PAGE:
As we reported earlier, Boeing delivered its final 747 jumbo jet amidst much pomp and circumstance, and rightly so. The 747 was an aircraft that changed aviation for the better, ushering in an era of previously unattainable travel opportunities for air voyagers worldwide. It was just what the 747 was, though that was a lot. It’s for what it wrought, as well.
A few things about the plane, nicknamed by some brilliant PR person “The Queen of the Skies.” The 747 made its first flight in February of 1969, a fitting precursor to the Summer of Love, and was first delivered the following January to Pan Am, which eventually bought 65 of the jumbo jets out of the 1,574 produced over the years. The first 747, the -100 model, was around 230 feet in length and would typically carry as many as 360 passengers with a maximum takeoff weight of 750,000 pounds. The 747-8, the last passenger plane in the lineup, was usually configured to carry up to 467 people. It was much larger, with a max takeoff weight of more than 900,000 pounds, a length of 250 feet and a wingspan of 224 feet. It is, and will be for some time, one of the largest aircraft ever built.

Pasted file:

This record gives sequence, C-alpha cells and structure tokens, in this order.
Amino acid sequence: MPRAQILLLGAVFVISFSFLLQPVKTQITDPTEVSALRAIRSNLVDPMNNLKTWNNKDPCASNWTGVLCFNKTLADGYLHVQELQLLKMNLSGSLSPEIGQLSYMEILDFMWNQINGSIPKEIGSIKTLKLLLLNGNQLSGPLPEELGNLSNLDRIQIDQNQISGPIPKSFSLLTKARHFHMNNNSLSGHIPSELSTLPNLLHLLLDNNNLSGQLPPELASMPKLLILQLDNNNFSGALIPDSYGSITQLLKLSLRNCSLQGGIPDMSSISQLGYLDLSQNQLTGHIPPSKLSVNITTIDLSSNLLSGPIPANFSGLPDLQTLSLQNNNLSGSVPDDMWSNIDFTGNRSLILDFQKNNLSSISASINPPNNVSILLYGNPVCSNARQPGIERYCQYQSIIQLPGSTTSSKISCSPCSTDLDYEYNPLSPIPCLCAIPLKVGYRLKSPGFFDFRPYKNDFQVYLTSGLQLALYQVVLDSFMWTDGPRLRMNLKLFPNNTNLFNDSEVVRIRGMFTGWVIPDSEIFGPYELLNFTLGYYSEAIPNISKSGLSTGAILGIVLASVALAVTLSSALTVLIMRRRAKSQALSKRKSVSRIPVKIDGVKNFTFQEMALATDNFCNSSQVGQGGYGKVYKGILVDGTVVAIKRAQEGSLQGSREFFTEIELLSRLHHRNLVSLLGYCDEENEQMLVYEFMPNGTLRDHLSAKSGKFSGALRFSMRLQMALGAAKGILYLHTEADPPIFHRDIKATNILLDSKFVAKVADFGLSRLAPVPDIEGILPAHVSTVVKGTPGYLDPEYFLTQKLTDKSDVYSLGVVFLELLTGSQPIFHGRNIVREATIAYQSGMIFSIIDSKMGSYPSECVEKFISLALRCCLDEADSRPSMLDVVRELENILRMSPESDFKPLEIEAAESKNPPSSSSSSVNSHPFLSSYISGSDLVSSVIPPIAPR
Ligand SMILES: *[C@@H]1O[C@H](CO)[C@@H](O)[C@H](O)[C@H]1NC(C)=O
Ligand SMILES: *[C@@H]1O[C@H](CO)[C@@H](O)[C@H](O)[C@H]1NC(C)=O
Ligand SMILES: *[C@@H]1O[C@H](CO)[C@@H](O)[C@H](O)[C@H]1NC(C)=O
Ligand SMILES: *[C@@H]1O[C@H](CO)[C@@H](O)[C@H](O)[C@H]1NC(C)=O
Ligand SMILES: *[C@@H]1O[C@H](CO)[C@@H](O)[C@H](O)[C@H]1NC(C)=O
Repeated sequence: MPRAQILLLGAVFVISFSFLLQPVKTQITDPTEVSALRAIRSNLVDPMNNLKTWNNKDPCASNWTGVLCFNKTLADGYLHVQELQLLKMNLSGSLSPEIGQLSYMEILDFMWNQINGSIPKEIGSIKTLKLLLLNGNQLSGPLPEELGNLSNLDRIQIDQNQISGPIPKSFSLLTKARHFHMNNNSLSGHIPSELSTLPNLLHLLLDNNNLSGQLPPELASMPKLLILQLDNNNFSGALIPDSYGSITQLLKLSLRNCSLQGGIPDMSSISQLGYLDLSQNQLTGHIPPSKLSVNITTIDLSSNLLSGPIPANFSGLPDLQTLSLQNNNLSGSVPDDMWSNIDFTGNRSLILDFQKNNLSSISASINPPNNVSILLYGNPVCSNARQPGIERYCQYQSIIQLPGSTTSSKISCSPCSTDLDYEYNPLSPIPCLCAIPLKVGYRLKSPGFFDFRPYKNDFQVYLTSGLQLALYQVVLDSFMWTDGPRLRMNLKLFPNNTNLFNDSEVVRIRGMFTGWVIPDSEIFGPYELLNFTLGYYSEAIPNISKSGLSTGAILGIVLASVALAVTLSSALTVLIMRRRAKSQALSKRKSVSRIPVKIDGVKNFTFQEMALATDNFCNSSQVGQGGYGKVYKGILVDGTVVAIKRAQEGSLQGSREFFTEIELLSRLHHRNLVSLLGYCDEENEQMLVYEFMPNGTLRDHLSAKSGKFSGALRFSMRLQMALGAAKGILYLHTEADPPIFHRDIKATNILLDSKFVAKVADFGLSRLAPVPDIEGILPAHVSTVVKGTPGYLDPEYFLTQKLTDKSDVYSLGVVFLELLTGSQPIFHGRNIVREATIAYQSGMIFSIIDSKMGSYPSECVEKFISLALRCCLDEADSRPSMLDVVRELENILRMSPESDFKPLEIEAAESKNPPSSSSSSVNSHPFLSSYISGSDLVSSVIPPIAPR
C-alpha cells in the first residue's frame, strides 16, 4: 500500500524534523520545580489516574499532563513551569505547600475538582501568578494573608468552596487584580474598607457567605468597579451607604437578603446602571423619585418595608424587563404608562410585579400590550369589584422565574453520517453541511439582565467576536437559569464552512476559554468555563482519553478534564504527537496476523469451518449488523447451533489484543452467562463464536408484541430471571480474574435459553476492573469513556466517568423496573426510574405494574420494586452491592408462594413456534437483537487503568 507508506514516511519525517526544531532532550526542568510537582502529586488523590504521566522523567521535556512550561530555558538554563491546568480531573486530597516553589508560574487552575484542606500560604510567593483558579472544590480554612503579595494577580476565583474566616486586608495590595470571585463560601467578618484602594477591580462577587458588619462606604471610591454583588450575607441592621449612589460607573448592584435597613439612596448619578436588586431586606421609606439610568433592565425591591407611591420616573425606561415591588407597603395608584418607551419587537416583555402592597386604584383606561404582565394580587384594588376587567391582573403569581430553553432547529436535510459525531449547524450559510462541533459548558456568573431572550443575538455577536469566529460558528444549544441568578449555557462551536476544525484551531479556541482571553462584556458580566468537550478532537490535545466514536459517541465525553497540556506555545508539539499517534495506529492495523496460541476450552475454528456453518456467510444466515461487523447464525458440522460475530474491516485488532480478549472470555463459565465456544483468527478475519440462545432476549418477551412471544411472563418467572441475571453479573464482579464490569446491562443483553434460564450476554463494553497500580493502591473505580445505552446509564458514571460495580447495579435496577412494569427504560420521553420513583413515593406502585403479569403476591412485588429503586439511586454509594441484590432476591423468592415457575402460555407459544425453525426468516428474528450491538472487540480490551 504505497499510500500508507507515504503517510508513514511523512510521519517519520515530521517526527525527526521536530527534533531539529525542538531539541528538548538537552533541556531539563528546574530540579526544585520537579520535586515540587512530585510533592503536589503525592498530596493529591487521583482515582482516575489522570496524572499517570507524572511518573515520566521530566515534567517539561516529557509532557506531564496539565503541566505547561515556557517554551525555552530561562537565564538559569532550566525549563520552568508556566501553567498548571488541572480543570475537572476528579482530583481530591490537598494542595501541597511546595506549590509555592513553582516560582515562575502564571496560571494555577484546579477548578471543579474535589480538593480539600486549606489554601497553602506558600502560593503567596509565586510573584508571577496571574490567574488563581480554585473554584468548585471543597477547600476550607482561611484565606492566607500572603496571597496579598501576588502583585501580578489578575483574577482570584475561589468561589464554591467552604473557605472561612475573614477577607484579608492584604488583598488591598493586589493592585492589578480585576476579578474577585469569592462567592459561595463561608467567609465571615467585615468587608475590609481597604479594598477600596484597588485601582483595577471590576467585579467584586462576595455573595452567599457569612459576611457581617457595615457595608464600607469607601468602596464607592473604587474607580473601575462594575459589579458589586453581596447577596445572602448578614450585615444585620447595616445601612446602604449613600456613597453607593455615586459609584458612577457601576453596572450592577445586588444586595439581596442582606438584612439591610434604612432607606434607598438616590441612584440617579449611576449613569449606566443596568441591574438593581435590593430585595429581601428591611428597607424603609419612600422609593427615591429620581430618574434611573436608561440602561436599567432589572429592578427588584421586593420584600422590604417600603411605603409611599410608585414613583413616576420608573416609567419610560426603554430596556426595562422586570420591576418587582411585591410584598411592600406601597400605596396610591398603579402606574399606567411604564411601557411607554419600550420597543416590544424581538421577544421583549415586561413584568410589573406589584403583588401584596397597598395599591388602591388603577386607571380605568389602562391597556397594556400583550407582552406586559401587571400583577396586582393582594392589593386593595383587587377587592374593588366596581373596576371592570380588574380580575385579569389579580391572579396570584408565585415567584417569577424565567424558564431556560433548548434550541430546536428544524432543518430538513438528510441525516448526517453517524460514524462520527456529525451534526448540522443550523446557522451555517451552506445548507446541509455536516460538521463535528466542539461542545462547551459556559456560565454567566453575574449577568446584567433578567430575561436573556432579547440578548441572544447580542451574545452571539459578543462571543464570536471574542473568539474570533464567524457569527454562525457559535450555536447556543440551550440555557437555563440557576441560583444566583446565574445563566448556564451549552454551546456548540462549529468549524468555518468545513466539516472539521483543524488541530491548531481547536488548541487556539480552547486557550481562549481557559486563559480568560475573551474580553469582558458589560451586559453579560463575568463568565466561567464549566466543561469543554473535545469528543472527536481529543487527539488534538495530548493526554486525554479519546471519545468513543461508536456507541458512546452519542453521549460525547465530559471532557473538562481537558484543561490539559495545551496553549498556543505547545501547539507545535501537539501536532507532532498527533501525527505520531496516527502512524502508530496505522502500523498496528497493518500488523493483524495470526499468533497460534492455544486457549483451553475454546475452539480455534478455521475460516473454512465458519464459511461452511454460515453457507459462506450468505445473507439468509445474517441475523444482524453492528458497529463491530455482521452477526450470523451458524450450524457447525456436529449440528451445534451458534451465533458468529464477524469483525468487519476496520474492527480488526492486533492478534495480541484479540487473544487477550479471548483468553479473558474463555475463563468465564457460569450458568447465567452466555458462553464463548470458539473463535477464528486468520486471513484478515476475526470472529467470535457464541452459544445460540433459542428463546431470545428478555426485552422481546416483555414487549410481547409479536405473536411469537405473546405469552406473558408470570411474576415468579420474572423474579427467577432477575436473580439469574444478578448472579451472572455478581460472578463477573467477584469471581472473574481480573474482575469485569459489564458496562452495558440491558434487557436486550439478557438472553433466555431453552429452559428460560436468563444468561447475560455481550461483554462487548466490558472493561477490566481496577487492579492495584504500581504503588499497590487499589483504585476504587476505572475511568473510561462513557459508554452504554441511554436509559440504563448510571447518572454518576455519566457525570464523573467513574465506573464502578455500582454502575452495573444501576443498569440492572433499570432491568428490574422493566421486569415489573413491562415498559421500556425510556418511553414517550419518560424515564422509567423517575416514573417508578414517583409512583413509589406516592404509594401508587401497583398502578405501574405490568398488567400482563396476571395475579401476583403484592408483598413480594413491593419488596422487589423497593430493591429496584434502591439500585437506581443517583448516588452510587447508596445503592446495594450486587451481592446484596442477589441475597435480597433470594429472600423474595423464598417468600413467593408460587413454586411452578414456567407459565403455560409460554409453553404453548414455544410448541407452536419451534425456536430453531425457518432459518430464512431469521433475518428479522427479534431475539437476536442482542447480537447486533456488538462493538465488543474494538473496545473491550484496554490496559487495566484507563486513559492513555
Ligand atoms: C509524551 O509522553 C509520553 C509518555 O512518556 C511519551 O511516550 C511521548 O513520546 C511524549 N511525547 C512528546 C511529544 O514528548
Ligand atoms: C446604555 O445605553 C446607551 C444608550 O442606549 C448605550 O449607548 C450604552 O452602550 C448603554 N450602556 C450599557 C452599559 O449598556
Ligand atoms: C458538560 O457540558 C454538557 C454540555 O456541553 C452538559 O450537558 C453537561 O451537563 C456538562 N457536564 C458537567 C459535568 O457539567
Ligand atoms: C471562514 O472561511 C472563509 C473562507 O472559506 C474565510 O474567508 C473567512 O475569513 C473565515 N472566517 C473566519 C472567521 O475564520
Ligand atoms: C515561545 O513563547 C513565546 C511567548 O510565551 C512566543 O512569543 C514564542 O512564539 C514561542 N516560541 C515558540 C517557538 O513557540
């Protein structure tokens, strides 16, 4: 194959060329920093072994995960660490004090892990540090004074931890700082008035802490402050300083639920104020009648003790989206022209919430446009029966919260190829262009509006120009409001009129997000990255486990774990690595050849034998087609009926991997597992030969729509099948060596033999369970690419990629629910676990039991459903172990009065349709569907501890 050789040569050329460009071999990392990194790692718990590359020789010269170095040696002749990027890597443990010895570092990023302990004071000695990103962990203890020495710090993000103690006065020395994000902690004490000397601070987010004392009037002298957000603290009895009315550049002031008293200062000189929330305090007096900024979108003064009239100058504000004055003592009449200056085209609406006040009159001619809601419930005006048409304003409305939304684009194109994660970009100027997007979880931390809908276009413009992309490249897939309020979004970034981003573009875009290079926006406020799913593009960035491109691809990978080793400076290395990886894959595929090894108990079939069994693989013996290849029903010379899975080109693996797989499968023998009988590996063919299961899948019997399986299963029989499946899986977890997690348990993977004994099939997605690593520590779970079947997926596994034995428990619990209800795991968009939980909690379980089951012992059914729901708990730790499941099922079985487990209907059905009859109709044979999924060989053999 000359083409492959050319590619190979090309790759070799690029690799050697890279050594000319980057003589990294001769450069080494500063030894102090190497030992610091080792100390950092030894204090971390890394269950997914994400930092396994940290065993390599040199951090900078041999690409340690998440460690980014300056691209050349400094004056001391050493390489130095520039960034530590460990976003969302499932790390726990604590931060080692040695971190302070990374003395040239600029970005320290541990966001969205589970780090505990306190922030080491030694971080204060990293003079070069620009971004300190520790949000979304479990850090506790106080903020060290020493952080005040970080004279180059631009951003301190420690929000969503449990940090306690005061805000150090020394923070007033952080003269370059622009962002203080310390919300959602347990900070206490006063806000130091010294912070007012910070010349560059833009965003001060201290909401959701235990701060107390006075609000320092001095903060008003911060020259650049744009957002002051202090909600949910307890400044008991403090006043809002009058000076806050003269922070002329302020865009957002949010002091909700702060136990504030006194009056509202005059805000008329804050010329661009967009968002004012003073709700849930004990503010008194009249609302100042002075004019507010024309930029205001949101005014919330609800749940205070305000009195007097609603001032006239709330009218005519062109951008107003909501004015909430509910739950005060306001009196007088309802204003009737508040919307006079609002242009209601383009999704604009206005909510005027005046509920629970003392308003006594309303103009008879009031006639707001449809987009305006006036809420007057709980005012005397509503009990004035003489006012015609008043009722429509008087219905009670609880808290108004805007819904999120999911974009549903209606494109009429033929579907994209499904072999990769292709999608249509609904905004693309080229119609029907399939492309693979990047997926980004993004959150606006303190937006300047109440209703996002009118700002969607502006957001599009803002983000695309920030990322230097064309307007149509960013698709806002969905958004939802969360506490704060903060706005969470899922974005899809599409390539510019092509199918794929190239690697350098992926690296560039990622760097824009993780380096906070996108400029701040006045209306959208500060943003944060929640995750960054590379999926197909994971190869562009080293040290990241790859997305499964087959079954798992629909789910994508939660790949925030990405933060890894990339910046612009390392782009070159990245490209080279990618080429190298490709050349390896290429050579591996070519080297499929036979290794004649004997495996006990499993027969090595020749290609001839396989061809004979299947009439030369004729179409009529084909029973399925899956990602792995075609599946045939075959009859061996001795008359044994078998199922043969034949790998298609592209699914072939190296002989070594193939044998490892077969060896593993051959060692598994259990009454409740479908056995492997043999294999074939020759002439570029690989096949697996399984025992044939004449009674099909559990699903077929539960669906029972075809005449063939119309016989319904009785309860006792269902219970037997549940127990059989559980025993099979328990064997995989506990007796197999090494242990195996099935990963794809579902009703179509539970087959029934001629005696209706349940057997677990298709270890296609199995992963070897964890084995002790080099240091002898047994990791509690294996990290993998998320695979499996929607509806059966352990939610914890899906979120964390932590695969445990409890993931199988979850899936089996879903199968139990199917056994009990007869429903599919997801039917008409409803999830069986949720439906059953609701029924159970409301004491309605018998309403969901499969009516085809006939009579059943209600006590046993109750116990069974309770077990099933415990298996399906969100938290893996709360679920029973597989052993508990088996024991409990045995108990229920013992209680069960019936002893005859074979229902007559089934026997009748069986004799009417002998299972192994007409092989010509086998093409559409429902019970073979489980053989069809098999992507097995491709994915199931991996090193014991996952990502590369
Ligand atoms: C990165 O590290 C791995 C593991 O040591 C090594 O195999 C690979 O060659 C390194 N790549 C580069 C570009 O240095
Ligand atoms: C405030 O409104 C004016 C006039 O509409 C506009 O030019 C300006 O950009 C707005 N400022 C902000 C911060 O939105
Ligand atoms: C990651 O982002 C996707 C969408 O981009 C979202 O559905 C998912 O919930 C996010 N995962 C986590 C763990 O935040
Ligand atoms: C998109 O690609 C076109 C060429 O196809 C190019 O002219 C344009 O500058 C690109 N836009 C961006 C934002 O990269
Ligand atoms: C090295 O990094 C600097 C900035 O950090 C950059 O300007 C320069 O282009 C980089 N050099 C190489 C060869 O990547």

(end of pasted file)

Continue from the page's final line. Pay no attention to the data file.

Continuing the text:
And what an eventful life it led. Christened by then First Lady Pat Nixon, the 747 would go on to be used to haul the Space Shuttle; it was involved in the worst accident in aviation history, the Tenerife disaster, which was no fault of the two 747s that collided on the foggy island’s runway; one 747 was shot down by the Soviet Union in 1983; and TWA Flight 800 exploded in midair after, according to the NTSB, its center fuel tank exploded. The 747 also set what’s surely an unbeatable record, when an El Al 747 carried more than 1,000 passengers in an evacuation of Ethiopian Jews, making it the largest passenger load of an aircraft in history.
The parting gift from Boeing’s final 747? The plane created a track in the sky—thanks, FlightAware for capturing the gem for us—of an empress’s crown.
And while Boeing has made the last delivery of a 747 outfitted for commercial use, this one for cargo with Atlas Air, the company is still working on new version of Air Force One, and 747s will continue to grace the skies for decades to come.